Instead of sending Christmas cards this year I’ve made a donation to The Dream Factory, a fabulous children’s charity that’s very close to my heart. Saturday afternoon saw me in my Cinderella dress with Karen’s bobbed blonde wig, shaking my collection tin at the end of the ‘ten items or fewer’ aisle in M&S. I forgot that Cinders usually wears long white gloves, so my arms were goose-bumped enough that several people mistook me for Elsa from Frozen!! The charity’s worth every shiver and tooth-chatter though, so I was very happy to help out.
Something a bit weird happened this week. Thinking I knew all the major art galleries in London it was a complete shock to discover that Somerset House is more than simply a venue for London Fashion Week and a skating rink. The beautiful building on the Strand surrounds a glittering courtyard dominated by a huge Christmas tree – which was surrounded by women giving out free samples of Fortnum and Mason Turkish Delight. That’s the sort of festive welcome I like.
Martyn the Artist had taken me to view the controversial Egon Schiele ‘Radical Nude’ exhibition. This lesser known expressionist genius shook up the art world in the early 20th century, albeit briefly, as the poor man, and his talent, died tragically at only 28 years old. The exhibition charts his ground-breaking journey, distinguishing himself with originality in a significant genre of modern art. That’s more or less the words of the gallery. In my words: rude!
We then wandered into the East Wing – and stepped back into the 80s. Chris Stein/Negative: Me, Blondie, and The Advent of Punk is an outstanding collection of photos charting the rise of Blondie. Gorgeous, iconic Debbie Harry is presented as she was in her heyday: Chris Stein’s girlfriend, world class performing artist and super-hot woman.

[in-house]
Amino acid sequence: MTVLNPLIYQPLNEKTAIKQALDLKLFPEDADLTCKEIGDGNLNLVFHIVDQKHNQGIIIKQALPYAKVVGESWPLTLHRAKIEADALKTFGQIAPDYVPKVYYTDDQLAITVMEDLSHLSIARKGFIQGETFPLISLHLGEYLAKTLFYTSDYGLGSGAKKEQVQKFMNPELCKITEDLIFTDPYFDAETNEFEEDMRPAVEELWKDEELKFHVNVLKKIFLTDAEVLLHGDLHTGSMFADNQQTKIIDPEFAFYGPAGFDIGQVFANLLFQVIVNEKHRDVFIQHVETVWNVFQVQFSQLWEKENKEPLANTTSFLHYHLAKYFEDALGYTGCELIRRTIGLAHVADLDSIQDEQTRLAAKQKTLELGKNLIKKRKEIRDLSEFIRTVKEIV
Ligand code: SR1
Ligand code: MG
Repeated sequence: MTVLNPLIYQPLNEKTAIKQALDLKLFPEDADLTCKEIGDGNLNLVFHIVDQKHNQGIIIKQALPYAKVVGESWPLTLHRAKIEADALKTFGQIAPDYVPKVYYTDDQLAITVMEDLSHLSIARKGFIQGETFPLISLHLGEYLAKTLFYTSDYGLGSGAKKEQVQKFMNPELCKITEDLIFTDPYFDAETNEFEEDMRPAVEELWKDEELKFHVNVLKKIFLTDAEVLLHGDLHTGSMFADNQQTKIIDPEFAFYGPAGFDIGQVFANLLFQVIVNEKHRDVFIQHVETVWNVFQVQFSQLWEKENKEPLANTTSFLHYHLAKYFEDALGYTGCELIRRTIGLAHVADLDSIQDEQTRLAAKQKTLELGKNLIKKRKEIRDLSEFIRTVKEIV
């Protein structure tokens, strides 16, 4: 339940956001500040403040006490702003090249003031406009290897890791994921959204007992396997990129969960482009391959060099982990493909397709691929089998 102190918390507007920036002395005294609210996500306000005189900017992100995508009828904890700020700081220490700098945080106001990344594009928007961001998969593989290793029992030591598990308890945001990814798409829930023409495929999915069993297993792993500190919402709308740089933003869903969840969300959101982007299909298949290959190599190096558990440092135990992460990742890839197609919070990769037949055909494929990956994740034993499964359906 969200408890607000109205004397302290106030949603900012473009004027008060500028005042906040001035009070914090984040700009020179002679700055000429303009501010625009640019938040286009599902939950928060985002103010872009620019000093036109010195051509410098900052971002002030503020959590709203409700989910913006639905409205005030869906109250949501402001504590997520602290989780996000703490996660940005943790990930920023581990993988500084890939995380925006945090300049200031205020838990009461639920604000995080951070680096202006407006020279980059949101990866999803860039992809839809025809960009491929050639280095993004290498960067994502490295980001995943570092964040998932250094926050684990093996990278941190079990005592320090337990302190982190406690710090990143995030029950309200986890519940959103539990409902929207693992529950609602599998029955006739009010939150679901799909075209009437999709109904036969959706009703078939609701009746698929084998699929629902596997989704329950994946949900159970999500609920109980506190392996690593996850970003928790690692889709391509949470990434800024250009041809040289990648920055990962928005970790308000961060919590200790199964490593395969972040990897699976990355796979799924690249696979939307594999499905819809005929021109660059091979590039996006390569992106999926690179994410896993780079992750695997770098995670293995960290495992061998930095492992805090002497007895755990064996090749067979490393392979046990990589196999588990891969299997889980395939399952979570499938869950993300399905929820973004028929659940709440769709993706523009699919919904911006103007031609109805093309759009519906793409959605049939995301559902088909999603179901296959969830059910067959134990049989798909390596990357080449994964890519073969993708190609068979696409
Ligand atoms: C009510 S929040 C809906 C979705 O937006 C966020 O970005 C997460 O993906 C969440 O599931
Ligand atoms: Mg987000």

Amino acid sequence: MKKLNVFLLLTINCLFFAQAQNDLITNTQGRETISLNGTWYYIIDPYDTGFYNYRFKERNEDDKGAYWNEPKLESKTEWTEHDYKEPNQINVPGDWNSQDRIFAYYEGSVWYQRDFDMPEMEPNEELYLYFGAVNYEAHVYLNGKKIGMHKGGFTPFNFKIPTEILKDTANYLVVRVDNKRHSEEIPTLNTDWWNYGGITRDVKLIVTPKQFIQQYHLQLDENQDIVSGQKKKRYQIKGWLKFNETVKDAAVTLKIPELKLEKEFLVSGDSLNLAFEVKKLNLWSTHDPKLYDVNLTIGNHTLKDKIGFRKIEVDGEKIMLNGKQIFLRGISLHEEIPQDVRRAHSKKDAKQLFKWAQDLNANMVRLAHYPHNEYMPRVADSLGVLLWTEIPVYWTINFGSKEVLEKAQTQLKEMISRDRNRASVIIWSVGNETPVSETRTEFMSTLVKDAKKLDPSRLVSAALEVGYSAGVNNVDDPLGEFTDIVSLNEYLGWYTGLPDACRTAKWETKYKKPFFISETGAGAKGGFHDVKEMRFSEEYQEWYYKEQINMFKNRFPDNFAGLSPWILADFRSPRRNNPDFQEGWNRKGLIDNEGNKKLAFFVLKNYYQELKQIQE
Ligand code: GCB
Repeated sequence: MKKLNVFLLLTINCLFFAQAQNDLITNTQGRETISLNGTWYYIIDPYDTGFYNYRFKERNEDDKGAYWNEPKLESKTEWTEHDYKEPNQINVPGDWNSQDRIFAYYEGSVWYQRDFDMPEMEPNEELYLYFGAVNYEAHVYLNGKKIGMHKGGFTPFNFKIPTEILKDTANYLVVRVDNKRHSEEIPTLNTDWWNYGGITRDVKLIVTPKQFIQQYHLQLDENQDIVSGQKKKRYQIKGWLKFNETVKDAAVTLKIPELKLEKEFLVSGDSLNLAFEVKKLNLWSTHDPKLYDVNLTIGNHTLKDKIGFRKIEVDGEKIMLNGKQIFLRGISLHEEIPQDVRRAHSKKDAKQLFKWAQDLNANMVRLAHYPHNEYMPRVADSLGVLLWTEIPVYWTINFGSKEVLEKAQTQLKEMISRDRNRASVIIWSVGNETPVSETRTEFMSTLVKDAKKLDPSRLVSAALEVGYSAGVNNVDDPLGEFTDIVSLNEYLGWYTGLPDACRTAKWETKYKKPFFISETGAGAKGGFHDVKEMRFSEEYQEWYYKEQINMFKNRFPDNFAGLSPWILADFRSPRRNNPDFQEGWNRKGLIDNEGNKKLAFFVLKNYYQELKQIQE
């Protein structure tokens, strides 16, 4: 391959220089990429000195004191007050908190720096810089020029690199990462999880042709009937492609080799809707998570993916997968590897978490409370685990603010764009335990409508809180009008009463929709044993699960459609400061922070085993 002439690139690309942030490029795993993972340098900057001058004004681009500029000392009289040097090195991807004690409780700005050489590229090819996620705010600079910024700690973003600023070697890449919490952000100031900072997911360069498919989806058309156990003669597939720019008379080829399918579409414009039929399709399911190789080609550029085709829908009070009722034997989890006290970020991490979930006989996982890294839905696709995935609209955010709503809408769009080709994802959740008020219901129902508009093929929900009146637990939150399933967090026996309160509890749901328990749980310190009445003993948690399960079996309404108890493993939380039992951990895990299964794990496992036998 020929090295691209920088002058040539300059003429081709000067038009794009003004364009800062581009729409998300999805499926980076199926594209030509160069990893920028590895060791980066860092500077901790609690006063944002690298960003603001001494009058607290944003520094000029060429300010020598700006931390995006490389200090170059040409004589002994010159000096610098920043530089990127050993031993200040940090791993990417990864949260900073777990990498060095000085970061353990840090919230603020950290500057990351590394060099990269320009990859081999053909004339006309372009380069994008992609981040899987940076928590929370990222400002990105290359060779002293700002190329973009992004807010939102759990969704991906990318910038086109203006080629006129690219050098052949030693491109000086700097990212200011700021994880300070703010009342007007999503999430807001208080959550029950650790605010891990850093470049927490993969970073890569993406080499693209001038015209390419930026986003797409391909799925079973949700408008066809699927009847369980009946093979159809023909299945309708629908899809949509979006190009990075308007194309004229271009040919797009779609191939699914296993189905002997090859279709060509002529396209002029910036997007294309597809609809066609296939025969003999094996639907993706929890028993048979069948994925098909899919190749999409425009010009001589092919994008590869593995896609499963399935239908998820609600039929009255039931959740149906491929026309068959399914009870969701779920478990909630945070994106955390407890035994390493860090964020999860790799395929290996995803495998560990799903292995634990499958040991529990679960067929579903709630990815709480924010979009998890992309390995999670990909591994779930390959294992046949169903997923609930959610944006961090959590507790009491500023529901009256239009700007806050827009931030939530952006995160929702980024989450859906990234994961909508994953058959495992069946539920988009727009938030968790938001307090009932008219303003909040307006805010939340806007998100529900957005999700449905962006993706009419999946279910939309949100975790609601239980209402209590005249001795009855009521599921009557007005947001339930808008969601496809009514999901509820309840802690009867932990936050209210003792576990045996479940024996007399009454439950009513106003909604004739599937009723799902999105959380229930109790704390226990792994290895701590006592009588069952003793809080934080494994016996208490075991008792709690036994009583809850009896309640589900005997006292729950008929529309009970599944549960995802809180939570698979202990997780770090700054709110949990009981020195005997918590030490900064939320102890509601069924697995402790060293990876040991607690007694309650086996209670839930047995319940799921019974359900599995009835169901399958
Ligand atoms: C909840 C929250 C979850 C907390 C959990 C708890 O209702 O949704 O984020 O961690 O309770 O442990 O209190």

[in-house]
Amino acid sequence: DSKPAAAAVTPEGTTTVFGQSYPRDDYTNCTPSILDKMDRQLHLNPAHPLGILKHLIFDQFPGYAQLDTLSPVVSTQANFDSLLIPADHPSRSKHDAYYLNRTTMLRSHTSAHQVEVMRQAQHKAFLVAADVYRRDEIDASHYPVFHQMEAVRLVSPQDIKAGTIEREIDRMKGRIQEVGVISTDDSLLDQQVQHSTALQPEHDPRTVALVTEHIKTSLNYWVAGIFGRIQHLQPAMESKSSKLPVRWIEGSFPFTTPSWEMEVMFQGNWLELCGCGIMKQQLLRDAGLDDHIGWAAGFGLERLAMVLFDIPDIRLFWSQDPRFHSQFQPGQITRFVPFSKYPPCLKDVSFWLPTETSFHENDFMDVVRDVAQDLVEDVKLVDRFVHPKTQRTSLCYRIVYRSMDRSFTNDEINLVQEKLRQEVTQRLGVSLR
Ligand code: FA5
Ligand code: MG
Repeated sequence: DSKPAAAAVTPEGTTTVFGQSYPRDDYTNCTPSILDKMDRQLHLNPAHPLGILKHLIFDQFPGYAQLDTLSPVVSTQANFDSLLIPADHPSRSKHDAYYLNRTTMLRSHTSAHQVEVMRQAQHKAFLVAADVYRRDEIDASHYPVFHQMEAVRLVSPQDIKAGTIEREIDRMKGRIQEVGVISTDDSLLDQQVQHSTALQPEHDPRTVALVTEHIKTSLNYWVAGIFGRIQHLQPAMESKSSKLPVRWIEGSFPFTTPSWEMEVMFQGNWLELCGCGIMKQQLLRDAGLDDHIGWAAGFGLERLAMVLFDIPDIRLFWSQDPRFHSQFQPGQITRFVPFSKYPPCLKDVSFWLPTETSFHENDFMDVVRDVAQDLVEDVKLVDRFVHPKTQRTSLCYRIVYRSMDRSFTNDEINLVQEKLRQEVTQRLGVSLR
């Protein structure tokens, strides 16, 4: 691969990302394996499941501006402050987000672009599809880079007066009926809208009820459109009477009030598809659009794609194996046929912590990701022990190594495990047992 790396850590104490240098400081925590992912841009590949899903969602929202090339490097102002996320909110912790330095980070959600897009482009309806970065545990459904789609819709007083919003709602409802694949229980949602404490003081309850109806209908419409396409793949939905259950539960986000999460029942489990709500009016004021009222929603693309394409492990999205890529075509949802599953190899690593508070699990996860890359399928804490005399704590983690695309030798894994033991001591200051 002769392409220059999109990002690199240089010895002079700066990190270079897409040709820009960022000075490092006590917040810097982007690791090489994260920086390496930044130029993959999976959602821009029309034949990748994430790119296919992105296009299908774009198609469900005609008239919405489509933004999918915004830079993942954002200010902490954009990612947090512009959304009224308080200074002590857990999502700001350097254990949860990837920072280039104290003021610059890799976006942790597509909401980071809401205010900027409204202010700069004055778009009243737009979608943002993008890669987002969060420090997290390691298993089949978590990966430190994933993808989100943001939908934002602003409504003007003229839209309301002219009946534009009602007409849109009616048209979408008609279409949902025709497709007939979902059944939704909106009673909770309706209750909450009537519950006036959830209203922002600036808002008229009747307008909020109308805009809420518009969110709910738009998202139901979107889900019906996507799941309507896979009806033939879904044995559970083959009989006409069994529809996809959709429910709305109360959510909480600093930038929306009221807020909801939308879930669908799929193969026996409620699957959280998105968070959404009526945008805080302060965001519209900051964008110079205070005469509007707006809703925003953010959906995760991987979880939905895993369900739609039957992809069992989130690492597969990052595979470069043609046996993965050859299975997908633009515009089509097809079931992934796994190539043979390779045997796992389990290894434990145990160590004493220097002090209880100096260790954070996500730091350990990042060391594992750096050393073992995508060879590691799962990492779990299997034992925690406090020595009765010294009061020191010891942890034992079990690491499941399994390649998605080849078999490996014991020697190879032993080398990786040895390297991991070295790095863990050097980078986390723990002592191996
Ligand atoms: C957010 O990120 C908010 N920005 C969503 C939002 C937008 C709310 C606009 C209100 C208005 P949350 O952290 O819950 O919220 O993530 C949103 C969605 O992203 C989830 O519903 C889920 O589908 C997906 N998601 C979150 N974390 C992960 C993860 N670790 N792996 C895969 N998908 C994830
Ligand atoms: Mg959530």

The exhibition includes other 70s and 80s icons and I love love love the print of Debbie and Bowie – it would look really good on my office wall! (Hint, hint.) Our hour there provided a snapshot of a different world, but Blondie’s influence on music and fashion smoothly transcends four decades to be as relevant today as it was then.
I may not find David Bowie in my stocking on Christmas day but I won’t care. My work on Saturday with The Dream Factory reminded me how lucky I am. Not that I need reminding. Something else that made me feel grateful this week was a visit to the awesome Clerkenwell restaurant: Dans le Noir? (Yes, its name includes the question mark.) If you’ve never experienced a sensory loss, tackling an unknown meal in a pitch black environment is challenging, fun and – I want to say ‘eye-opening’ but that is so inappropriate.
Our blind waiter, Jack, was the most attentive host imaginable. He guided us to our table, joked with us as we attempted to pour drinks from the carafe to our glasses and served an incredible three course meal that I did, in fact, manage to get to my mouth without making a horrible mess! We shared the table with four strangers – social networking in the dark. To experience a dinner party without sight is really something else, and my absolute admiration and thanks go to the visually impaired team that make a visit to Dans le Noir a must-do for anyone in London.
Most popular Christmas song of all time? Loved her, can’t stand them, but it’s ever so slightly addictive… “I could have been someone; well so could anyone. You took my dreams from me when I first found you. I kept them with me babe, I put them with my own; can’t make it all alone… I’ve built my dreams around you.”
I hope the dreams you’re building come true this Christmas. Wishing you one that’s peaceful, safe and very happy. And if Santa gives you everything you want, you can tell me about it here: @WeekendWitch Xx